Robert Ellis Reviews
St. Louis Post-Dispatch
Harry Levins

"Ellis writes well and has a good sense of pace and timing. Once you start The Lost Witness, you'll stay with it through those zigs and zags. And even when you finish the book, it'll spring up like a side effect each time you see those pharmaceutical commercials on the network evening news."

The Guardian (UK)
John O'Connell

"Ellis piles on the Hollywood atmosphere and procedural detail, and the end revelation is expertly timed and genuinely shocking."

The Evening Telegraph (UK)

"The Lost Witness is a tough thriller that makes Ellis a name to watch."

Toronto Sun
Yvonne Crittenden

"The Lost Witness is another gripping story by a writer who knows the seamy L.A. underworld well."

The Kingston Observer

"City of Fire, the first in the Lena Gamble series, was good, but this second installment, The Lost Witness, is better. Nothing is as it seems in this unputdownable thriller which stars a woman of uncommon courage."
Joe Drabyak, Chester County Books & Music Co.

"Our staff is very much in agreement that The Lost Witness may very well be one of the best thrillers that you will read in 2009."

New Mystery Reader Magazine
Jim Sells

"One of the first things noticed when reading Ellis´s latest (The Lost Witness), much like his first, is the realistic and fantastic job he does with his approach to this high octane tale from a female´s perspective. With not too much, and not too little, his creation of a female heroine comes off with just the right amount of bravado and sensitivity to convince even the most discerning of readers. And to top that off, while the story starts off with an even and steady tone, its steady but ever-increasing pace heads towards the explosive ending like a firecracker; one that explodes with more force and surprises than ever expected. And it´s in reaching this unexpected ending and finding out finally who done what and why that makes this read top-notch; there´s much more here than meets the eye. Filled with greed, big money, family loyalty, and things best left to the reader to discover on their own, this is one that comes highly recommended."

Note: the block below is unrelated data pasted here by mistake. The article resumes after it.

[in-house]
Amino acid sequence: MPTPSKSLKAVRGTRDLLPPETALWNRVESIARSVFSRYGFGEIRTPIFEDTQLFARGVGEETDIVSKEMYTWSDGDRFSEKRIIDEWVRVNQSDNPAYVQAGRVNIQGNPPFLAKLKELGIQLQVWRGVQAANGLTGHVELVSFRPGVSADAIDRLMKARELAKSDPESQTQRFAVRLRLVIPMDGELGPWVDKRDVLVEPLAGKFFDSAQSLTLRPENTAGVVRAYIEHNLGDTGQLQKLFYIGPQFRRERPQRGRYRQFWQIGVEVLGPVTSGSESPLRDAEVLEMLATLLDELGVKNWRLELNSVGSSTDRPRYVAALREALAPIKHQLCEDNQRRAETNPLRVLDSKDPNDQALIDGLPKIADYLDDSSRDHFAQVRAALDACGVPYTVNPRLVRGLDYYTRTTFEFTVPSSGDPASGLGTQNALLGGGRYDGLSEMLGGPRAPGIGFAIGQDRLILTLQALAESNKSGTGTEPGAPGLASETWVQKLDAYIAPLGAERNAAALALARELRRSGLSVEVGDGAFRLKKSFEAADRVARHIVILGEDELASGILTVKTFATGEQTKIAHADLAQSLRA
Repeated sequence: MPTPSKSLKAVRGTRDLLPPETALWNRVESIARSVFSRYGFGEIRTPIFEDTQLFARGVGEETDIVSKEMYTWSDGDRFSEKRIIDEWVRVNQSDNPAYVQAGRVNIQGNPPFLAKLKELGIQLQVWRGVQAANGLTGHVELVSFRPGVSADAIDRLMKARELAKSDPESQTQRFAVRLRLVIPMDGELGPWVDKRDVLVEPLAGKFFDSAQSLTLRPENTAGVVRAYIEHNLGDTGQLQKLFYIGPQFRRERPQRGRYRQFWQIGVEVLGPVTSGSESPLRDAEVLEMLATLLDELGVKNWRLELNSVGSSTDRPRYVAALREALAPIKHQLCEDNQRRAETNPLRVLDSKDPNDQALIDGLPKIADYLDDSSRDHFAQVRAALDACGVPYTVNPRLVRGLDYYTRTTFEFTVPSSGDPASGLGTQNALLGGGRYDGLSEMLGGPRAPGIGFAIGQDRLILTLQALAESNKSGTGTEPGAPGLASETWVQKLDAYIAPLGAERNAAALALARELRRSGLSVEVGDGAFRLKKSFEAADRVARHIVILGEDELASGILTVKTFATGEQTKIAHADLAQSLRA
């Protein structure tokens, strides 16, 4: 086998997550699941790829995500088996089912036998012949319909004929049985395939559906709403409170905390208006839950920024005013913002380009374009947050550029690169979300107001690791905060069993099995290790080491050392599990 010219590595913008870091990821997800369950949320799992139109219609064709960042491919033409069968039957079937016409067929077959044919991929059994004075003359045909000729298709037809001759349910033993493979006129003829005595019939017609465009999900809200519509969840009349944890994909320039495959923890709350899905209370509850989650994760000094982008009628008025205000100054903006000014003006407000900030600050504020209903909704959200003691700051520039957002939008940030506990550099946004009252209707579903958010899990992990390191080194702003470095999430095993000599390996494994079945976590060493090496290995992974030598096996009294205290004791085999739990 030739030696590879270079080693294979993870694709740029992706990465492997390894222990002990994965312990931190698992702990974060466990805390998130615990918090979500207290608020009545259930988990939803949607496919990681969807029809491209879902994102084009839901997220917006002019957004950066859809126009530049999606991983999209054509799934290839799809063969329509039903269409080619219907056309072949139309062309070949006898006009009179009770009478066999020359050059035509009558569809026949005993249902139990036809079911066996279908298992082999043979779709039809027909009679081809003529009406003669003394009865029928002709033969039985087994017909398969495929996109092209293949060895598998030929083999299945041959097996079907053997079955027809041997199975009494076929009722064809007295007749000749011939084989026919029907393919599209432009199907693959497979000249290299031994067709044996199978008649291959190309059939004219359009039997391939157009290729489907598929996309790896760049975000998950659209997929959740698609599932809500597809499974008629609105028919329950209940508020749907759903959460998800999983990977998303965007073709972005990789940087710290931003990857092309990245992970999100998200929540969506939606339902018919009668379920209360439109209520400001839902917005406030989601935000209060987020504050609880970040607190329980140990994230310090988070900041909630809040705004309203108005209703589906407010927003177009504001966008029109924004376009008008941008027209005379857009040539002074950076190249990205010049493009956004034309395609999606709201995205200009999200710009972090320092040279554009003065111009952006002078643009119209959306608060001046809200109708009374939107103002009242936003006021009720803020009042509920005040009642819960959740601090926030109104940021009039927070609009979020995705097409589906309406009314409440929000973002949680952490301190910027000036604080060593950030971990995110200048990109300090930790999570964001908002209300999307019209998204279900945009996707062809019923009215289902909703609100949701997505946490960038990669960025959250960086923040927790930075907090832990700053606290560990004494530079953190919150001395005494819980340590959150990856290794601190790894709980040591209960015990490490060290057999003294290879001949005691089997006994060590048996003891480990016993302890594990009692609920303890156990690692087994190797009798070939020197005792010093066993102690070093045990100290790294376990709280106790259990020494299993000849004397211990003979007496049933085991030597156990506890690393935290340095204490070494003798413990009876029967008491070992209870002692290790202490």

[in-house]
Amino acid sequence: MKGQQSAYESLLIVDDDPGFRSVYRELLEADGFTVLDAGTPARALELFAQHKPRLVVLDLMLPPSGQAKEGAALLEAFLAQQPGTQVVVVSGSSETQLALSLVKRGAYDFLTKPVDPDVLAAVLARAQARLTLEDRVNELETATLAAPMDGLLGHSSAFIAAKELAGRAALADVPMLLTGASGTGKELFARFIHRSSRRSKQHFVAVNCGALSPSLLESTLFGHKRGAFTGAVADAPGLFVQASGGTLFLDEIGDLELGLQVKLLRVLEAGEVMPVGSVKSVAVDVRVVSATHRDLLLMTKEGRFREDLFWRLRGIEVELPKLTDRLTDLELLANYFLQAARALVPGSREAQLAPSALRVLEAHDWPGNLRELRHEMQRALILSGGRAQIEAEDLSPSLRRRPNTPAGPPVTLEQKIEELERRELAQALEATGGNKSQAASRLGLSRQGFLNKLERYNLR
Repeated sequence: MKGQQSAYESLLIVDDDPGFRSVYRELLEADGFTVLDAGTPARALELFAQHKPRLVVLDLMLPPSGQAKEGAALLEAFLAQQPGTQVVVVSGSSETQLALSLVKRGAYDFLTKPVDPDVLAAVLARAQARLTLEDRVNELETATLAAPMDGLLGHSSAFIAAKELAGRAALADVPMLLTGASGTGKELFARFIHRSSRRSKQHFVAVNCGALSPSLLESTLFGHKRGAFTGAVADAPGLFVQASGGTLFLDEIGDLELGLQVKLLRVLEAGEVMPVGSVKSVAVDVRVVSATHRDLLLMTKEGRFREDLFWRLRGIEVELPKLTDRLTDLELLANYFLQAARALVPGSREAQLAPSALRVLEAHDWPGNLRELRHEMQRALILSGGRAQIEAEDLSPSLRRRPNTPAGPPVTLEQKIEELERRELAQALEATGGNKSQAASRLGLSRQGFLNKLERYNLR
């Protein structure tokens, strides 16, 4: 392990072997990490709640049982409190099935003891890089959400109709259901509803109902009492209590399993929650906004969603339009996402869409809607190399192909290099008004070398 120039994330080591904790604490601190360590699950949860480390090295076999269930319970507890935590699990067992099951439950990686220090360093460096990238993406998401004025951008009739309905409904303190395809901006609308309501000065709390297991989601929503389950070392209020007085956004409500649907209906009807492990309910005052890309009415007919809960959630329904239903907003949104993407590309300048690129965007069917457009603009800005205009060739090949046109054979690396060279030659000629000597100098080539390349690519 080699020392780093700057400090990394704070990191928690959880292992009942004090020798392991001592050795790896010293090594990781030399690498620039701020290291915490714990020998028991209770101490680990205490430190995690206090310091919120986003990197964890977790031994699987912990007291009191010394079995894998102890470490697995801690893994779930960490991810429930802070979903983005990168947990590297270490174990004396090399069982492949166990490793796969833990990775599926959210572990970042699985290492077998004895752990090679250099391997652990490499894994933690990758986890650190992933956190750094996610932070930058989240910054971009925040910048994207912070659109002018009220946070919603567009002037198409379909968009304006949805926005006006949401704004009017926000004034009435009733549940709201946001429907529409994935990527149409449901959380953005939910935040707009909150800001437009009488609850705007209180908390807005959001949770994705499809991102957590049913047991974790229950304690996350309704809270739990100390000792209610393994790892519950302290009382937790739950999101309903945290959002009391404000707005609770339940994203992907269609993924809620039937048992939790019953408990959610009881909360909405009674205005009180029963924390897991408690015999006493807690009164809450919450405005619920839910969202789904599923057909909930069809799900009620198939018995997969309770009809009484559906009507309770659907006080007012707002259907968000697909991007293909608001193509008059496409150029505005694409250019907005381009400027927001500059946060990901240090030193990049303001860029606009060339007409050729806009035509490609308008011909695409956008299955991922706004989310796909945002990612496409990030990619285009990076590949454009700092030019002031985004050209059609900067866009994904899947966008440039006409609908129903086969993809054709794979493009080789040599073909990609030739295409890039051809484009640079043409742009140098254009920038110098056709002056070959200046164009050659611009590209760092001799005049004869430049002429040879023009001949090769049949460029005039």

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The New York Times "HOT LIST" Pick
Janet Maslin

"Los Angeles, under a cloud of acrid smoke...Robert Ellis´s
City of Fire is a gripping, spooky crime novel."

Michael Connelly

"City of Fire is my kind of crime novel. Gritty, tight and assured. Riding
with Detective Lena Gamble through the hills of Los Angeles is
something I could get used to. She´s tough, smart, and most of all,
she´s real."

Janet Evanovich, People Magazine

"I just discovered this guy. City of Fire is terrific."

Chicago Tribune
Paul Goat Allen

"City of Fire by Robert Ellis is a no-holds-barred, barnburner of a thriller
that blends Los Angeles-style crime fiction a la Michael Connelly with
pulse-pounding Dean Koontzian psychological suspense. With a
Southern California increasingly threatened by Santa Ana-fueled
wildfires as backdrop, the emotionally supercharged story line centers
on a killer who terrorizes west Los Angeles ... like Connelly´s gritty
Bosch saga, City of Fire features a tough but deeply flawed protagonist,
a tantalizingly complex plot, fully realized -- and realistic -- characters